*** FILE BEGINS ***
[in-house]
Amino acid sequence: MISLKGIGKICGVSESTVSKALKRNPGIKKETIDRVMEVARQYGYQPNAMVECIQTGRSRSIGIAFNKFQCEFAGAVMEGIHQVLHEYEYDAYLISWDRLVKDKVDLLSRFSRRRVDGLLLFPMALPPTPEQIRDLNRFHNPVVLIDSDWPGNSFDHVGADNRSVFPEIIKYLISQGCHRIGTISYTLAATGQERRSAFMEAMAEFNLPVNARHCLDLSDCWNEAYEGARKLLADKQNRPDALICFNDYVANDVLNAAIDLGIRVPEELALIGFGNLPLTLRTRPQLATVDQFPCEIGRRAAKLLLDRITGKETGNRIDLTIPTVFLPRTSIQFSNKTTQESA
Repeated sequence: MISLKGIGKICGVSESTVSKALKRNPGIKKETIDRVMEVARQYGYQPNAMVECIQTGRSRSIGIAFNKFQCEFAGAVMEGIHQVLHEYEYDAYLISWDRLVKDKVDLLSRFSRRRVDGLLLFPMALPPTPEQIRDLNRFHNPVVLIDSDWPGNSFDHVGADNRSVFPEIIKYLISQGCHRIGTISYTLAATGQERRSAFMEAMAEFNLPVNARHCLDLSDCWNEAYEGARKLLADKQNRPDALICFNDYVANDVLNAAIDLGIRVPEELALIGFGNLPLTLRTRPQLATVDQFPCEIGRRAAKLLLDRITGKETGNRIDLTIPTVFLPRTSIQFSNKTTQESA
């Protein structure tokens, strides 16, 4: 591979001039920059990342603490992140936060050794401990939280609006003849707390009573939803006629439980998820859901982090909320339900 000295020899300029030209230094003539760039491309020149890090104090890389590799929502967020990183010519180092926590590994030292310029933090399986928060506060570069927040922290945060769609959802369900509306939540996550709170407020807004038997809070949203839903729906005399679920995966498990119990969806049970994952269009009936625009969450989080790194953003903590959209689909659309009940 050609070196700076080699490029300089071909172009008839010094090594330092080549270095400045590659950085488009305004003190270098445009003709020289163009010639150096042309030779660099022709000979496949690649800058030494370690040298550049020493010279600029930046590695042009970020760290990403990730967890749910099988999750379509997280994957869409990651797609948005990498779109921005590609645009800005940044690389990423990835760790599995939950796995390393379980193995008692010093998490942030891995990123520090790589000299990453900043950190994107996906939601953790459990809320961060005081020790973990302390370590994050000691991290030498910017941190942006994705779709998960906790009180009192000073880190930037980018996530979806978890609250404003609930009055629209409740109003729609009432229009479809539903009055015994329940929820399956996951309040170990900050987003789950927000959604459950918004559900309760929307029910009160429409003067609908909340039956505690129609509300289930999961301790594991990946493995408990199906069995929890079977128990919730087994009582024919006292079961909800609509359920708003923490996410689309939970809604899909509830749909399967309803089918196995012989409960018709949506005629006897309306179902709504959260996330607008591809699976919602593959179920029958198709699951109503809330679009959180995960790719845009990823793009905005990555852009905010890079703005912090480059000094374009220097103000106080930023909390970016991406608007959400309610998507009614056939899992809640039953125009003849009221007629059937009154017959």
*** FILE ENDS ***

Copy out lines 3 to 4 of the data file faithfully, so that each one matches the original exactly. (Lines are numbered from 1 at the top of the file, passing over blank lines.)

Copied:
Repeated sequence: MISLKGIGKICGVSESTVSKALKRNPGIKKETIDRVMEVARQYGYQPNAMVECIQTGRSRSIGIAFNKFQCEFAGAVMEGIHQVLHEYEYDAYLISWDRLVKDKVDLLSRFSRRRVDGLLLFPMALPPTPEQIRDLNRFHNPVVLIDSDWPGNSFDHVGADNRSVFPEIIKYLISQGCHRIGTISYTLAATGQERRSAFMEAMAEFNLPVNARHCLDLSDCWNEAYEGARKLLADKQNRPDALICFNDYVANDVLNAAIDLGIRVPEELALIGFGNLPLTLRTRPQLATVDQFPCEIGRRAAKLLLDRITGKETGNRIDLTIPTVFLPRTSIQFSNKTTQESA
């Protein structure tokens, strides 16, 4: 591979001039920059990342603490992140936060050794401990939280609006003849707390009573939803006629439980998820859901982090909320339900 000295020899300029030209230094003539760039491309020149890090104090890389590799929502967020990183010519180092926590590994030292310029933090399986928060506060570069927040922290945060769609959802369900509306939540996550709170407020807004038997809070949203839903729906005399679920995966498990119990969806049970994952269009009936625009969450989080790194953003903590959209689909659309009940 050609070196700076080699490029300089071909172009008839010094090594330092080549270095400045590659950085488009305004003190270098445009003709020289163009010639150096042309030779660099022709000979496949690649800058030494370690040298550049020493010279600029930046590695042009970020760290990403990730967890749910099988999750379509997280994957869409990651797609948005990498779109921005590609645009800005940044690389990423990835760790599995939950796995390393379980193995008692010093998490942030891995990123520090790589000299990453900043950190994107996906939601953790459990809320961060005081020790973990302390370590994050000691991290030498910017941190942006994705779709998960906790009180009192000073880190930037980018996530979806978890609250404003609930009055629209409740109003729609009432229009479809539903009055015994329940929820399956996951309040170990900050987003789950927000959604459950918004559900309760929307029910009160429409003067609908909340039956505690129609509300289930999961301790594991990946493995408990199906069995929890079977128990919730087994009582024919006292079961909800609509359920708003923490996410689309939970809604899909509830749909399967309803089918196995012989409960018709949506005629006897309306179902709504959260996330607008591809699976919602593959179920029958198709699951109503809330679009959180995960790719845009990823793009905005990555852009905010890079703005912090480059000094374009220097103000106080930023909390970016991406608007959400309610998507009614056939899992809640039953125009003849009221007629059937009154017959």